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Message Board > Beginner's Forum > How do I make a buttonhole in fleece? ( Moderated by EleanorSews)

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How do I make a buttonhole in fleece?
Presser foot gets caught up in fleece
Monica Ann
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Monica Ann  Friend of PR
Advanced Beginner
OH USA
Member since 10/27/08
Posts: 26
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Date: 2/10/11 9:21 AM

I cannot make a buttonhole in my polar fleece jacket without the foot getting caught up in the pile. I have a Bernina 630 and when I try to use the auto buttonhole foot, it makes the down side alright, but cannot seem to reverse itself in the pile and ends up creating a knot at the end of the first line.

Any suggestions?

EveS
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EveS  Friend of PR
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In reply to Monica Ann


Date: 2/10/11 9:48 AM

Auto buttonholers often don't do well with very thick fabrics. Whatever you do, don't FORCE it to happen. Ask me how I know.

You may have to do a manual buttonhole, which really isn't difficult at all. Do a tight zigzag stitch on either side of your hole marking and finish with a wide bar tack (zig zag set at 0 stitch length) on either end of the hole. Voila!

Do practice a few times to get a feel for it and make sure you leave enough room to snip your buttonhole open, but it really can be quicker than fussing with an uncooperative auto foot.

Good luck!
Eve

------
People who say it cannot be done should not interrupt those who are doing it - Chinese proverb

Loreen
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In reply to Monica Ann


Date: 2/10/11 10:20 AM

Fleece doesn't fray so you could just sew a rectangular box and slice it open. You can also cover the fabric with a water soluble stabilizer used in embroidery to help it feed better with the buttonhole foot. Tear the extra away and spritz any remaining with water.

Elona
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In reply to Monica Ann


Date: 2/10/11 12:04 PM

Standard buttonholes and fleece are generally a bad mix. There are work-arounds involving stabilizers, but there are many clever alternatives to ordinary 'buttonholes'. Check out this simple one from the former Malden Mills.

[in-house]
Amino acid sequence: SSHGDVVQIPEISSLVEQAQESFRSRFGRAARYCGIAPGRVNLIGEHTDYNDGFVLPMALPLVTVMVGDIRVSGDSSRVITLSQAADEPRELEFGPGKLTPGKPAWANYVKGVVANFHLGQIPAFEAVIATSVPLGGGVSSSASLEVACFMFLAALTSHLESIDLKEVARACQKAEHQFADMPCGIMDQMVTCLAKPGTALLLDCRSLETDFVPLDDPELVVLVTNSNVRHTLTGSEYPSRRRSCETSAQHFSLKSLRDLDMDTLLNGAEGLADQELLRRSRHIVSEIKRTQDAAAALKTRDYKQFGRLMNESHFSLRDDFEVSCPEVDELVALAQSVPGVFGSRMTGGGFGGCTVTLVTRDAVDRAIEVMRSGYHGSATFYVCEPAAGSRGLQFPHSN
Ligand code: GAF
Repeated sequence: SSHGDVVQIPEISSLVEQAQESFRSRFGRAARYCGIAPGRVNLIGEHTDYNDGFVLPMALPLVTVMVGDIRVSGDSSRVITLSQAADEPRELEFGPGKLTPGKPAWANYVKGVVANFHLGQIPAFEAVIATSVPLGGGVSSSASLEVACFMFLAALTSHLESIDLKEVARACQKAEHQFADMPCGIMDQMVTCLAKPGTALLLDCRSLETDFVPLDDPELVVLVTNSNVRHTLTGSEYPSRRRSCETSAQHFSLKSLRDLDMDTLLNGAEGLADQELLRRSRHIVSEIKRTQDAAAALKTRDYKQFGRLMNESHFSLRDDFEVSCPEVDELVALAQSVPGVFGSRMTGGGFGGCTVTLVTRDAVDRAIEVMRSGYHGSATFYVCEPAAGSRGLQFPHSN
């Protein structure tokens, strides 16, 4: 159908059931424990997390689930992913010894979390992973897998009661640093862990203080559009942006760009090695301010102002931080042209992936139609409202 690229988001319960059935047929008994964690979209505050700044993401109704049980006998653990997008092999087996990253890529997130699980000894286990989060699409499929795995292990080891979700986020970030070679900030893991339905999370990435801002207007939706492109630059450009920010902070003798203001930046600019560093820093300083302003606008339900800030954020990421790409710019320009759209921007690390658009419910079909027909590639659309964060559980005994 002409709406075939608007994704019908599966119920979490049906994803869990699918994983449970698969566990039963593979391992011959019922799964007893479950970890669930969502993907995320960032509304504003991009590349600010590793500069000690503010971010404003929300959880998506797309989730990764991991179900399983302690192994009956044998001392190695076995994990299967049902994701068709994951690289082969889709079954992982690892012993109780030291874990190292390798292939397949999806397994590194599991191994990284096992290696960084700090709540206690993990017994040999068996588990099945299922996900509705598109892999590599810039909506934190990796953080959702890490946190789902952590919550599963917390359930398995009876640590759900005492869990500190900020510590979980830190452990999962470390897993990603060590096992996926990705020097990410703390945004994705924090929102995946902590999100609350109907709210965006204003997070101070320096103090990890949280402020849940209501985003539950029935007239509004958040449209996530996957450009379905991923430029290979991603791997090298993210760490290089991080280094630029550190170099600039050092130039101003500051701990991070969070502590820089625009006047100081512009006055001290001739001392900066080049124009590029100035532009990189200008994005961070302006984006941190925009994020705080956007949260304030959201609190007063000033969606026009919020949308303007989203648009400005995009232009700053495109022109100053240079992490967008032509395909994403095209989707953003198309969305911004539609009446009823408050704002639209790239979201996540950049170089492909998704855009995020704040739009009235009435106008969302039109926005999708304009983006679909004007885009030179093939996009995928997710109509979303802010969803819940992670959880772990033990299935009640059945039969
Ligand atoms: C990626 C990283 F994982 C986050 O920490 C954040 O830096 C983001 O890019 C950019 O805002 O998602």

-- Edited on 2/10/11 12:05 PM --

Doris W. in TN
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Doris W. in TN  Friend of PR
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In reply to Monica Ann


Date: 2/10/11 12:52 PM

Quote: Monica Ann
.....when I try to use the auto buttonhole foot, it makes the down side alright, but cannot seem to reverse itself in the pile and ends up creating a knot at the end of the first line.

Chances are the nap and/or bulk of the fleece is the problem. Do you have any Solvy or equivalent water-soluble topper (such as used for machine embroidery)? Try putting a layer both on top and under the project, but definitely test this first, on scrap. You should also have a #3 manual buttonhole foot. You may have to go that route. The #3A is great, but not for all jobs. That's why Bernina still has the #3 foot and it comes as a standard included foot, with your model machine.
Monica Ann
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Monica Ann  Friend of PR
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In reply to Monica Ann


Date: 2/10/11 1:29 PM

Wow - thanks everyone. I'm going to try the zig zag/bar tack method on some scraps this evening. When I'm done, I'll post the jacket in a review.

Monica Ann
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Monica Ann  Friend of PR
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Subject: I finished Date: 2/17/11 11:48 AM

I finished the project - thanks to your help.

http://sewing.patternreview.com/review/pattern/60016

dresscode

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Date: 2/17/11 4:25 PM

Bernina makes a buttonhole "compensation" foot for thick (and any) fabrics. They seem to be the best kept secret Bernina holds. They aid in evening out the bulk from the sewn edge. Might help with your fleece.

Personally, I'd reinforce with interfacing and then sew a hand-stitched buttonhole using a wooly nylon or wool yarn as the "thread". Just make several practice buttonhole samples first to get the rhythm.

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